Mysterious Fireball in Socal Sky Explained: What Really Lit Up The Sky [Viral]

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mysterious fireball
The mysterious light show lasted for 30 minutes, until finally exploding into several pieces

A mysterious fireball?was seen streaking across the sky last night in Utah, Nevada and parts of California that sent social media into a frenzy.

Everyone took to Twitter, posting their respective video shots of the balls of light, which they assumed to be a meteor shower. The mysterious fireball light show lasted for 30 minutes, until finally exploding into several pieces.

Earlier speculated to be a meteor shower, astronomer Phil Plait tweeted in reply that the ?fireballs? were moving too slowly. Meteors usually travel so fast that they look like shooting stars.

On the other hand, Harvard-Smithsonian Center for Astrophysics astronomer, Jonathan Mc Dowell, PhD, discovered the bright lights? true identity. They are actually ?space junk? from the first Chang Zheng 7 Chinese rocket, as it reentered the atmosphere.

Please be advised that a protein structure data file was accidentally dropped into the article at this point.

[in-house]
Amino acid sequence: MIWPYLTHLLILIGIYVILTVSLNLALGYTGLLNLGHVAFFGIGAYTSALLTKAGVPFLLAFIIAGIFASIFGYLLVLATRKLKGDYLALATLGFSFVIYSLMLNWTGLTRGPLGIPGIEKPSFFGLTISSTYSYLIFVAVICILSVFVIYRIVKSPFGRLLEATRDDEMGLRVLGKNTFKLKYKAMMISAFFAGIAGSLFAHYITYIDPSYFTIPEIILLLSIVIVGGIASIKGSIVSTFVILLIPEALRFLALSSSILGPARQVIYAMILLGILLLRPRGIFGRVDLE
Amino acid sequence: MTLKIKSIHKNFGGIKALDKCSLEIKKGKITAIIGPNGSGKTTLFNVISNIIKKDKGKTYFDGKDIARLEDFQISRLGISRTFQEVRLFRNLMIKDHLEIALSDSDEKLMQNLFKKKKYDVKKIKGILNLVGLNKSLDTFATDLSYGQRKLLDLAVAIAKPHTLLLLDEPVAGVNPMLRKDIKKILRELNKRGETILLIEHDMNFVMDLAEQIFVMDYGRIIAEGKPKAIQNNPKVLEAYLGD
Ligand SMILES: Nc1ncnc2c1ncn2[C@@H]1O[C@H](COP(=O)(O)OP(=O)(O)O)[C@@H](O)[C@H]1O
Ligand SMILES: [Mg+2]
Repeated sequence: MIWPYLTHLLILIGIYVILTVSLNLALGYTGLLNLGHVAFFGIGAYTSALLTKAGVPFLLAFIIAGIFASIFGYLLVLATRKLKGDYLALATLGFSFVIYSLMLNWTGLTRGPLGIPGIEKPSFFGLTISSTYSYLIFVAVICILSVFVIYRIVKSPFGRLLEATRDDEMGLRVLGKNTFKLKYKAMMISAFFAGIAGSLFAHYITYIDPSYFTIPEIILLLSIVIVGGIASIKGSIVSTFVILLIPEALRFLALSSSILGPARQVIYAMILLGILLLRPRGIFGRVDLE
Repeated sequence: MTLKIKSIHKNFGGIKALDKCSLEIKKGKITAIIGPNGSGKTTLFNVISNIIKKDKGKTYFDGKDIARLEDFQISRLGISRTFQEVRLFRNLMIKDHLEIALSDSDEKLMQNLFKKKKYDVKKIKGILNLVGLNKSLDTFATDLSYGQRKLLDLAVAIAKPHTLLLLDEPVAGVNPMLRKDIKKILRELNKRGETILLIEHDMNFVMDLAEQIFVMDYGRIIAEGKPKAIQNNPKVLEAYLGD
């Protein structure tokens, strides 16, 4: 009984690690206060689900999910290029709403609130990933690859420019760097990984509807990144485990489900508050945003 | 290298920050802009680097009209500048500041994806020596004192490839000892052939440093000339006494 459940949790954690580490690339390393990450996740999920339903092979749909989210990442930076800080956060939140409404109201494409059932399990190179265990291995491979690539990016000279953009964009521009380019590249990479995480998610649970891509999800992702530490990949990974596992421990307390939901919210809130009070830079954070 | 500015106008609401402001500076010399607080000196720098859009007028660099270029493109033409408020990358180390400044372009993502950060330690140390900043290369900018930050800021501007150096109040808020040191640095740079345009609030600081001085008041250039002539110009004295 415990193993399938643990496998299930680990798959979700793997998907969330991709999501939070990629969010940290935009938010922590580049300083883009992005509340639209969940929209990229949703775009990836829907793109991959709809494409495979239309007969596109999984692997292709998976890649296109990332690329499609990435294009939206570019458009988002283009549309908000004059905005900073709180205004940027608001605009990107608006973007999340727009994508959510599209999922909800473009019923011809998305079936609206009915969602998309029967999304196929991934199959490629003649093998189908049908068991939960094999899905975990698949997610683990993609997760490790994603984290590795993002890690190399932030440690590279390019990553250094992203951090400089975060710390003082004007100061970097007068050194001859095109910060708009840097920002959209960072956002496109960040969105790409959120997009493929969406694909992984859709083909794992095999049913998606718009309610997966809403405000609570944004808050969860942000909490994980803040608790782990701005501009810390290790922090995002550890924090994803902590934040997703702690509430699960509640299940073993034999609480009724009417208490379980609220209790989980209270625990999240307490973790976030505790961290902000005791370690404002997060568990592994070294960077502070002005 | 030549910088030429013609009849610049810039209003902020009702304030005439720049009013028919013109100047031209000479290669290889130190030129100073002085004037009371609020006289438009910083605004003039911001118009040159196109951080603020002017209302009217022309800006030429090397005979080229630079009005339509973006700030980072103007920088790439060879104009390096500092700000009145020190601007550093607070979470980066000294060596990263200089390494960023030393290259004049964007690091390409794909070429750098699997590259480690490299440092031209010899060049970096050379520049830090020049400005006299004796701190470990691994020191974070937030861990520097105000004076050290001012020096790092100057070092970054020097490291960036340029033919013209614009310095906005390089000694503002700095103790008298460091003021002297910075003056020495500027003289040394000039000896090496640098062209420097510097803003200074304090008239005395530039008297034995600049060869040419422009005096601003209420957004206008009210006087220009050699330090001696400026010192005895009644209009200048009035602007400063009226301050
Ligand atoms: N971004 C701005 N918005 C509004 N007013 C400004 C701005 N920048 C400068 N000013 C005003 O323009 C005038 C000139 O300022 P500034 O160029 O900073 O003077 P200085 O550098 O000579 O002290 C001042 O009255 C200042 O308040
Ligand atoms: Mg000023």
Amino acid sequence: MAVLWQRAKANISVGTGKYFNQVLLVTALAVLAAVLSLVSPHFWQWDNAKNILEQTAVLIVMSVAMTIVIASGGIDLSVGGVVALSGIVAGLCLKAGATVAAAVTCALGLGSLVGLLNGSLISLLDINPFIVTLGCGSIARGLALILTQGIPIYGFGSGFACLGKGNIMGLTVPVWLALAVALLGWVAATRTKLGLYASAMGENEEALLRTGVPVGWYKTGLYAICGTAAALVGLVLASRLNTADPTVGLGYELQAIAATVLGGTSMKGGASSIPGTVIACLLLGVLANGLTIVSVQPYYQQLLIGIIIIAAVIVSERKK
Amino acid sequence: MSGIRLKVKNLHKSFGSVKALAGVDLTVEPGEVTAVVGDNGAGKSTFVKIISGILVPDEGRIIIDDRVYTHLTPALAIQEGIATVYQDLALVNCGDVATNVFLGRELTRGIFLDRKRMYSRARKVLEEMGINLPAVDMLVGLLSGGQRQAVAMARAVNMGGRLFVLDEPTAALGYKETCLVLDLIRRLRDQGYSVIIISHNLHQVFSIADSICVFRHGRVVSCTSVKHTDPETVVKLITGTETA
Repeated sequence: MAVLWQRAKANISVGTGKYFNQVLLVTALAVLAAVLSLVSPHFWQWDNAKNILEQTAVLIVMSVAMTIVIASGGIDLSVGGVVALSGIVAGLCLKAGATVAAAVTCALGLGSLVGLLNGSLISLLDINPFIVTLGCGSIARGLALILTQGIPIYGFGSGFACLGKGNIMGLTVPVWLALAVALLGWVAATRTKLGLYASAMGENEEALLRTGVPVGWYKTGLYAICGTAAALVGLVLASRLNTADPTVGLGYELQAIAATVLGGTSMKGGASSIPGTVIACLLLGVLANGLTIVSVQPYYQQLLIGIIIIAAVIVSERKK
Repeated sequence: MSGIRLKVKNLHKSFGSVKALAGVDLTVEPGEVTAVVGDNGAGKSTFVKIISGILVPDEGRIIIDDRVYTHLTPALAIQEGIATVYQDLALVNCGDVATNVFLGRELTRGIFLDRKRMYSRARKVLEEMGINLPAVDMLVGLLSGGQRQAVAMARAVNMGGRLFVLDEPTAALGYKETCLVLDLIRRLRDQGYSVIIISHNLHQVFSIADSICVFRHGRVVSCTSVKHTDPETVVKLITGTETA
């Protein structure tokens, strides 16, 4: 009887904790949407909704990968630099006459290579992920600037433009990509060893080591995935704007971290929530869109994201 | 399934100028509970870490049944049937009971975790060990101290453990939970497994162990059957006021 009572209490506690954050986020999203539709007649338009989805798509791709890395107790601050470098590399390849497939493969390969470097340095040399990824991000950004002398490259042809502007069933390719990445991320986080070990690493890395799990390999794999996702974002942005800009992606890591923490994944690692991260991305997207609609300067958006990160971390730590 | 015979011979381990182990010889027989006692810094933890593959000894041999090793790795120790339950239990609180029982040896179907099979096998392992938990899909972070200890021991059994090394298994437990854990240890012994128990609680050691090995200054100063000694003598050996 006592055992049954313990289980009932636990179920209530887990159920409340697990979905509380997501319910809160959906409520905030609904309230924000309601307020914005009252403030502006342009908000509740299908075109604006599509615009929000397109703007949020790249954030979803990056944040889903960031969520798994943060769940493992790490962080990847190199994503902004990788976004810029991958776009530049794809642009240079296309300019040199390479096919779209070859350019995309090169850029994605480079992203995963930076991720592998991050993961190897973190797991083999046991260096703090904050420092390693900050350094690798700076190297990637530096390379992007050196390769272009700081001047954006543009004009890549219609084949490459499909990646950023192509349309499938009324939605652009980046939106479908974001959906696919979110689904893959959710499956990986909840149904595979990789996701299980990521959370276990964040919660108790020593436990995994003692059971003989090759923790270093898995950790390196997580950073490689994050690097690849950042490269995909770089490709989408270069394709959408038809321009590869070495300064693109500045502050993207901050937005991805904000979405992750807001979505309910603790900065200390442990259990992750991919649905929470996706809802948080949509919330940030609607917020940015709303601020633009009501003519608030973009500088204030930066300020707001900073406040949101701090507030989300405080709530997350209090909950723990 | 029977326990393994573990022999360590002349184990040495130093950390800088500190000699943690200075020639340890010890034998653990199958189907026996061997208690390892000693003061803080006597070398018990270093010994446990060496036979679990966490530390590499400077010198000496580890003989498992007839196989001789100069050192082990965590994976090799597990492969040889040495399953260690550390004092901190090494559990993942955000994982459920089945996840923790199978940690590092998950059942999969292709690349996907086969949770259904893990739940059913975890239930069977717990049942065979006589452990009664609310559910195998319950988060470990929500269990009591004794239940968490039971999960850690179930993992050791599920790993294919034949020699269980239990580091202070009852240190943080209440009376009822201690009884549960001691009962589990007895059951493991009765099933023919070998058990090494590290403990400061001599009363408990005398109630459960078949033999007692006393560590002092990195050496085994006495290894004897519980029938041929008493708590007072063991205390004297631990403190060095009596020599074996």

“[The rocket] was abandoned in low orbit around the Earth, circling the planet every 90 minutes,” McDowell explained via email. “A month’s worth of friction with the upper atmosphere lowered its orbit gradually, and this morning it got low enough to melt and disintegrate, creating the bright, visible chain of fiery chunks people saw.”

Later on, space communities JSpOC (Joint Space Operations Center) and Space confirmed the same.

A real meteor shower is on tonight, though. The Delta Aquariids peaks on the night of July 28-29. According to a report by Brian Resnick, when earth passes through the trail of debris left behind by a comet, bits of that debris catch fire and streak across the sky in a blazing 3,000-degree flash. They are best viewed after midnight, in a dark sky.

The website says though that the shower may not be as spectacular as the late-summer Perseid, but still, it would be worthwhile to stay up late tonight and gaze up at the sky. The moon will be a waning crescent during the shower though, ensuring dark enough skies, most suitable for meteor shower viewing.

The last meteor shower occurred in early May when the Eta Aquariids sprinkled a few meteors across the sky. The beautiful natural light show coincided with Mexico?s Cinco de Mayo festival.

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